Tag Archives: Fred Cantor

Danish House Follow-Up: No, No, It Really Is The Philippines!

This morning’s “06880” post — about the 1964-65 World’s Fair Danish Pavilion that ended up in Westport — started out:

It’s an urban suburban myth: The Philippines (or Indonesian) (or Danish) pavilion from the 1964-65 New York World’s Fair ended up as a residence at the end of Compo Cove.

The piece described how the Danish pavilion actually became a Danish furniture store near the Sherwood Island connector. In the final paragraph, I wondered whether that was the same house everyone speculates is on Compo Cove.

I should have checked with Fred Cantor first.

The very alert “06880” reader/avid historical researcher sent along a document from 1991. The 11-page application to the National Park Service — signed by state historic preservation officer John Shannahan — requests that 22 buildings comprising the “Mill Cove Historic District” be placed on the National Register of Historic Places.

Here’s the interesting part: One of the cottages at the south end of the district has “an unusual history. Originally, this building was a bamboo hut built for the Phillipine [sic] Exhibit at the St. Louis Exposition in the late nineteenth century [sic]; it was dismantled and re-erected on this site about 1900.”

(Well, a bit later. The Exposition was held in 1904.)

The houses that came from the Philippine Exhibit are at the far right in this Google Maps photo. Beyond them (to the right) is Sherwood Island State Park. To the left is the path leading to Old Mill Beach.

The houses that came from the Philippine Exposition are at the far right in this Google Maps photo. Beyond them (to the right) is Sherwood Island State Park. To the left is the path leading to Old Mill Beach.

But wait! There’s more! “A smaller cottage to the rear is also a re-built bamboo hut but it has retained its form and some exterior materials.”

UPDATEAlert reader SW Reid posted in a comment (below): “Brooks Jones built the guest house behind the ‘pavilion’ maybe 25 years ago. He wanted the unit to look like the original structure on the water.”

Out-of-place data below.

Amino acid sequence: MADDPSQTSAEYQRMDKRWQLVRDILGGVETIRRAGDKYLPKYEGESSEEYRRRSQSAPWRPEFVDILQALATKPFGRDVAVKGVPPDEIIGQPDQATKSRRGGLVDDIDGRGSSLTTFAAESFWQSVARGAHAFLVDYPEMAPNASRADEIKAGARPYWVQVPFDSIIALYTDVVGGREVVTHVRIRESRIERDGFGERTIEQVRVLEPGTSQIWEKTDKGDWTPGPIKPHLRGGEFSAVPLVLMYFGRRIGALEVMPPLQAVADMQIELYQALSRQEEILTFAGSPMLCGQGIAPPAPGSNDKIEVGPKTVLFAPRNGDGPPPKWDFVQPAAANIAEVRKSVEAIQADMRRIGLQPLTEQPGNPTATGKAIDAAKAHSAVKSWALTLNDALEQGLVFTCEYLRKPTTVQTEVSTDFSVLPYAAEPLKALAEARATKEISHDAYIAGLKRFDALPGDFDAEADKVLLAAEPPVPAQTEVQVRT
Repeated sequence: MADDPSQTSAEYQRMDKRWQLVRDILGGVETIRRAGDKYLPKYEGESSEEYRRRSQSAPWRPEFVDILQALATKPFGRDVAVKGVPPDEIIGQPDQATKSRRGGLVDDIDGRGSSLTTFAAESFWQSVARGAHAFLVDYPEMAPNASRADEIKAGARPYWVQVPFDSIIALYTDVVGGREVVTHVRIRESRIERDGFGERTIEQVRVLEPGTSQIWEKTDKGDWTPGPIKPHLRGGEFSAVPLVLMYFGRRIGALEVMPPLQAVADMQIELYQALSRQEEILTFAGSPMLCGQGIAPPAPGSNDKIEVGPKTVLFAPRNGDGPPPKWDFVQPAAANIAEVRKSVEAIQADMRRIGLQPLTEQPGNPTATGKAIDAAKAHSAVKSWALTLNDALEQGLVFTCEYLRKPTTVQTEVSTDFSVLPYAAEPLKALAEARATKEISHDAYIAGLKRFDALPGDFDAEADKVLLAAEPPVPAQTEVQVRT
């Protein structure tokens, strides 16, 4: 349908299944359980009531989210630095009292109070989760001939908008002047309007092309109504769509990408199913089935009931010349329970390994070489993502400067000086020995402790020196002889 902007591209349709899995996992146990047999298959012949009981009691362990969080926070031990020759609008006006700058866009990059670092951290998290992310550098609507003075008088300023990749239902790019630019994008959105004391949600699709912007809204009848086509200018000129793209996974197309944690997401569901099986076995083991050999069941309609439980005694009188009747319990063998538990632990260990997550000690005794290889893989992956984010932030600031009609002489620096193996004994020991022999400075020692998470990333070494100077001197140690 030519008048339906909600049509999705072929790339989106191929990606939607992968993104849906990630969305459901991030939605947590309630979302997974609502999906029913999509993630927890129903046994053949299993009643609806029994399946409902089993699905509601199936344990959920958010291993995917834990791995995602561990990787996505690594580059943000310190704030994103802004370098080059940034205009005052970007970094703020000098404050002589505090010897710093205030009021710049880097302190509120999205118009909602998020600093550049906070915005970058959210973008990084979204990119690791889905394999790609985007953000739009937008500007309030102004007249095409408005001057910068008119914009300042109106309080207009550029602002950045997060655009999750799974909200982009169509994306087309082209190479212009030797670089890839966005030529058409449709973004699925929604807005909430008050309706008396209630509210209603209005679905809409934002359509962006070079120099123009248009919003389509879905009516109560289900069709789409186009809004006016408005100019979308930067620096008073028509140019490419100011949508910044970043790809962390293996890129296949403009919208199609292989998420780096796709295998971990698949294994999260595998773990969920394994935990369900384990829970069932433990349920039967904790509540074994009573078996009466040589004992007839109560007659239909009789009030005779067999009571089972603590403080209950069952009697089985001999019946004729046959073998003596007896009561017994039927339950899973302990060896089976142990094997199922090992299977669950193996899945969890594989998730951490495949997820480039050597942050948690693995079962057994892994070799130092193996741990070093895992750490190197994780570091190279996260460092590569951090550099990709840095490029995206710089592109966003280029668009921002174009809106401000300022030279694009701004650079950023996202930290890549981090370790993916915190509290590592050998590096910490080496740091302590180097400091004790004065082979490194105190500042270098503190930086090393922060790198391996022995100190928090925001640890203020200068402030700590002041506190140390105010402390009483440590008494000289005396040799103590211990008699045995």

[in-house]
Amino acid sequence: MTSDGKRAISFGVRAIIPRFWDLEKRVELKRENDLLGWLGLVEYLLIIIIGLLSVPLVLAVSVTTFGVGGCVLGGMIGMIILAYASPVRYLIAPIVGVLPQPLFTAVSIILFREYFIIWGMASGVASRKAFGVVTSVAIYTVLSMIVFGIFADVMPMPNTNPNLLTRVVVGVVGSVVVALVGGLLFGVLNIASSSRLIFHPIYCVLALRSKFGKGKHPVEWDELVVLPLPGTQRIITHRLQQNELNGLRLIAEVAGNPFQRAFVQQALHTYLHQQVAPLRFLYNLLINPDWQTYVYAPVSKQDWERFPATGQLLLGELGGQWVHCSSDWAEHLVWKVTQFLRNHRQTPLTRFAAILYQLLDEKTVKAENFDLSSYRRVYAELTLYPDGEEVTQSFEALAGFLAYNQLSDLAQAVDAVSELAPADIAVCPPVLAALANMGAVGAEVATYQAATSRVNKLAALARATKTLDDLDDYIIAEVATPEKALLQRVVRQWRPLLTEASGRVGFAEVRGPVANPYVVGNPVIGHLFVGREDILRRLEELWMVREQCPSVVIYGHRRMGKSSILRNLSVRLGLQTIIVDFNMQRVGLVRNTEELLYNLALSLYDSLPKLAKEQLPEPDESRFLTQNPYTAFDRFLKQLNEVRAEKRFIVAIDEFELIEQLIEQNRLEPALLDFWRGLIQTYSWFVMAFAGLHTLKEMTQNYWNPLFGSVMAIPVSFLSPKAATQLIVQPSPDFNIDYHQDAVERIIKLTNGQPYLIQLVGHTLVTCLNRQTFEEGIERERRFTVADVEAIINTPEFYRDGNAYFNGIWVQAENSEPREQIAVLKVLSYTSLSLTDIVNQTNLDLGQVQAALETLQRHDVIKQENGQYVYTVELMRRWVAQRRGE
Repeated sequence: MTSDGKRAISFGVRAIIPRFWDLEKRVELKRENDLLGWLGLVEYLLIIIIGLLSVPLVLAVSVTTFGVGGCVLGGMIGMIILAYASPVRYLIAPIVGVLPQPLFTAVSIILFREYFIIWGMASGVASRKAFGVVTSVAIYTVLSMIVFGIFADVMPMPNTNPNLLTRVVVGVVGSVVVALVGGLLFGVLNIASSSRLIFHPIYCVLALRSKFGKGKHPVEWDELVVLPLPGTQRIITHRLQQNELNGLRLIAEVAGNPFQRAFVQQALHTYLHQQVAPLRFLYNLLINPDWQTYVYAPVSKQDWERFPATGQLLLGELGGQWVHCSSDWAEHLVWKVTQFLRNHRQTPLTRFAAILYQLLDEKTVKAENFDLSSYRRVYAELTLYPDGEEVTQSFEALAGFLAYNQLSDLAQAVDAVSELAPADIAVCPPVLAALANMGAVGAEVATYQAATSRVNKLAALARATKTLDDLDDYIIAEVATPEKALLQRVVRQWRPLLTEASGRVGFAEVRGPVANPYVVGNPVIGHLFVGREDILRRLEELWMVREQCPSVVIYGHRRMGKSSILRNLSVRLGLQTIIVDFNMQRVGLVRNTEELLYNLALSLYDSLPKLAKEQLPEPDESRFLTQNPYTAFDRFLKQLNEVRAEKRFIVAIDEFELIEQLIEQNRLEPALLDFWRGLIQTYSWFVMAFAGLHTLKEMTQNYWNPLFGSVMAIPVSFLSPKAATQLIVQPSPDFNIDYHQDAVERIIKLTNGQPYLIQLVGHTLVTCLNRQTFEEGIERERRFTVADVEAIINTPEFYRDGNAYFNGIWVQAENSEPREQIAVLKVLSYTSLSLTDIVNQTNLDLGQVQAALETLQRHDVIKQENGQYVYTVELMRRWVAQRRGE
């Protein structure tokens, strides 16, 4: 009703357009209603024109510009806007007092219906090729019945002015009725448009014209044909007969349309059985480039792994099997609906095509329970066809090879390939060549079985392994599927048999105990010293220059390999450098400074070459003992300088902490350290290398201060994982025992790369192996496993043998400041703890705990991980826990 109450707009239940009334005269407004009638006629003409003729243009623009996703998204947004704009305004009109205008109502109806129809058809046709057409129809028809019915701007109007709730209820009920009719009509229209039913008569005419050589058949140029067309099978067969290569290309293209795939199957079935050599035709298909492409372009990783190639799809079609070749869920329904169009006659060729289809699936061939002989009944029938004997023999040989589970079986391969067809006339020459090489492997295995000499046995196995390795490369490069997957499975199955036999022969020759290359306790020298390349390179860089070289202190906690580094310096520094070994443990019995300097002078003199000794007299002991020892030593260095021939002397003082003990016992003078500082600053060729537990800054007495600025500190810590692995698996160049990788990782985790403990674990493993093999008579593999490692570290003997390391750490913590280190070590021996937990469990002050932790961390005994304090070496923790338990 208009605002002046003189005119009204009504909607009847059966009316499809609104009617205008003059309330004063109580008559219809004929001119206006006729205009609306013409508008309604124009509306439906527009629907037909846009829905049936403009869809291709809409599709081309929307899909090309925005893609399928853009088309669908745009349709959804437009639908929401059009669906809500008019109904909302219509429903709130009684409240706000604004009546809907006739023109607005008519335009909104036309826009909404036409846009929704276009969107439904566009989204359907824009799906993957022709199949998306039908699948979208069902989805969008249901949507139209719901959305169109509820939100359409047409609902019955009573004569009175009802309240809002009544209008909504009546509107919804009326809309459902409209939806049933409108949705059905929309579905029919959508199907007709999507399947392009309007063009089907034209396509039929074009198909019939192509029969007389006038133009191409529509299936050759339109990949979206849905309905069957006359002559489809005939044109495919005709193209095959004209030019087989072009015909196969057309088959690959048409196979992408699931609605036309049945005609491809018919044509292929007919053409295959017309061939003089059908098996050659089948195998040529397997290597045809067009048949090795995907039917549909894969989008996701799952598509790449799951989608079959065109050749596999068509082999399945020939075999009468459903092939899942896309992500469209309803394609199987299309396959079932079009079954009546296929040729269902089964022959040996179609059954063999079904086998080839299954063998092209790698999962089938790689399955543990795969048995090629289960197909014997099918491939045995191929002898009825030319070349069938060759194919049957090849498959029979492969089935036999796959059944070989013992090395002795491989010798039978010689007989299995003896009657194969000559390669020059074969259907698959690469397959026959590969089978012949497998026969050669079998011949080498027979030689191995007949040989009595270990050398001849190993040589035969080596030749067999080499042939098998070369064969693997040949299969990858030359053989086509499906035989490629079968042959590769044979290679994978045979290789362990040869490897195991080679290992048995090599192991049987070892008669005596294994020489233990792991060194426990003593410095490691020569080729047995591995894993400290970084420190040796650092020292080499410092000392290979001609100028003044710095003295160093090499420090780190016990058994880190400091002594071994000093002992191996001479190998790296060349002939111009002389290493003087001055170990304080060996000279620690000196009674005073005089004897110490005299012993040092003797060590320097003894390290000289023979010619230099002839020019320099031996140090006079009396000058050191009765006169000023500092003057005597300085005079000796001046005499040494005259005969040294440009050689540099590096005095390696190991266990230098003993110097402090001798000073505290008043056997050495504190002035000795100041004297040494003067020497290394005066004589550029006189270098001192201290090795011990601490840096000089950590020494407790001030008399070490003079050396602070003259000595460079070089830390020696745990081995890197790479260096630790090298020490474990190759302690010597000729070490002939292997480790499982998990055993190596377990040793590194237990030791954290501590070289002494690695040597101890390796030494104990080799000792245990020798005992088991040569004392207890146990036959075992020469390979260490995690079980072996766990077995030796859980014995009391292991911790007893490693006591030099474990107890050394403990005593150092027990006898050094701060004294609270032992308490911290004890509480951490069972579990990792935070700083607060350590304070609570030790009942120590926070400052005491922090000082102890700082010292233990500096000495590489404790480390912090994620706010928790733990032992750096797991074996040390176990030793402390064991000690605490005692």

So there you have it. The house is Filipino, not Danish. But how and why it ended up in Westport remains a mystery.

Until, that is, Fred finds out.

BONUS FUN FACTSThe 1904 St. Louis World’s Fair — also called the Louisiana Purchase Exhibition — was built to celebrate the 100th anniversary of the purchase of the Louisiana Territory by the US from France.

The Philippine Exhibit was the largest (47 acres, 100 buildings), most expensive ($2 million) and most popular at the entire fair.

A bird's-eye view of the mammoth Philippine Exhibit.

A bird’s-eye view of the mammoth Philippine Exhibit.

There were about 1,100 Filipinos at the Philippine Exhibit. They were shown in various stages of cultures, from primitive to highly cultured.

The head-hunting, dog-eating Igorots were the greatest attraction at the Philippine Exhibit, not only because of their novelty, the scanty dressing of the males and their daily dancing to the tom-tom beats, but also because of their appetite for dog meat which is a normal part of their diet.

(Hat tip to Virgilio R. Pilapil — and Google — for the above information. Read much more from him about the Philippine Exhibit by clicking here.)

Philippine Exhibition

 

Fred Cantor’s Timeless Westport

As an alert “06880” reader, Fred Cantor has seen comments on every side of every debate about the changing nature of Westport.

As someone who came to Westport in 1963, Fred has seen many of those changes himself.

An accomplished attorney, film and play producer and writer, Fred has spent years taking photos around town. Recently, he asked Staples grad Casey Denton to help create a video of those shots.